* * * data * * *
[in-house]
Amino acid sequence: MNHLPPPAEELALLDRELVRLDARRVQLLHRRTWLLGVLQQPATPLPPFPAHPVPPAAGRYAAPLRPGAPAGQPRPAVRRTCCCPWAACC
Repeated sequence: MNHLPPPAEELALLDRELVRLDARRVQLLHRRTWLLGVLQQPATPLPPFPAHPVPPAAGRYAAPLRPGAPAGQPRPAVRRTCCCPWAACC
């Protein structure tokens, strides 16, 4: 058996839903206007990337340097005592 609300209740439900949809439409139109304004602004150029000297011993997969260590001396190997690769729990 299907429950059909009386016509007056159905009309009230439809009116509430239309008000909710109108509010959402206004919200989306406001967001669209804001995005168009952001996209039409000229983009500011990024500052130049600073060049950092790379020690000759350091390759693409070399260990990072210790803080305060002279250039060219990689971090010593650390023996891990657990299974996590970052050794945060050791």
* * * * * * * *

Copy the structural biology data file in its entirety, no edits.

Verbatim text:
[in-house]
Amino acid sequence: MNHLPPPAEELALLDRELVRLDARRVQLLHRRTWLLGVLQQPATPLPPFPAHPVPPAAGRYAAPLRPGAPAGQPRPAVRRTCCCPWAACC
Repeated sequence: MNHLPPPAEELALLDRELVRLDARRVQLLHRRTWLLGVLQQPATPLPPFPAHPVPPAAGRYAAPLRPGAPAGQPRPAVRRTCCCPWAACC
């Protein structure tokens, strides 16, 4: 058996839903206007990337340097005592 609300209740439900949809439409139109304004602004150029000297011993997969260590001396190997690769729990 299907429950059909009386016509007056159905009309009230439809009116509430239309008000909710109108509010959402206004919200989306406001967001669209804001995005168009952001996209039409000229983009500011990024500052130049600073060049950092790379020690000759350091390759693409070399260990990072210790803080305060002279250039060219990689971090010593650390023996891990657990299974996590970052050794945060050791």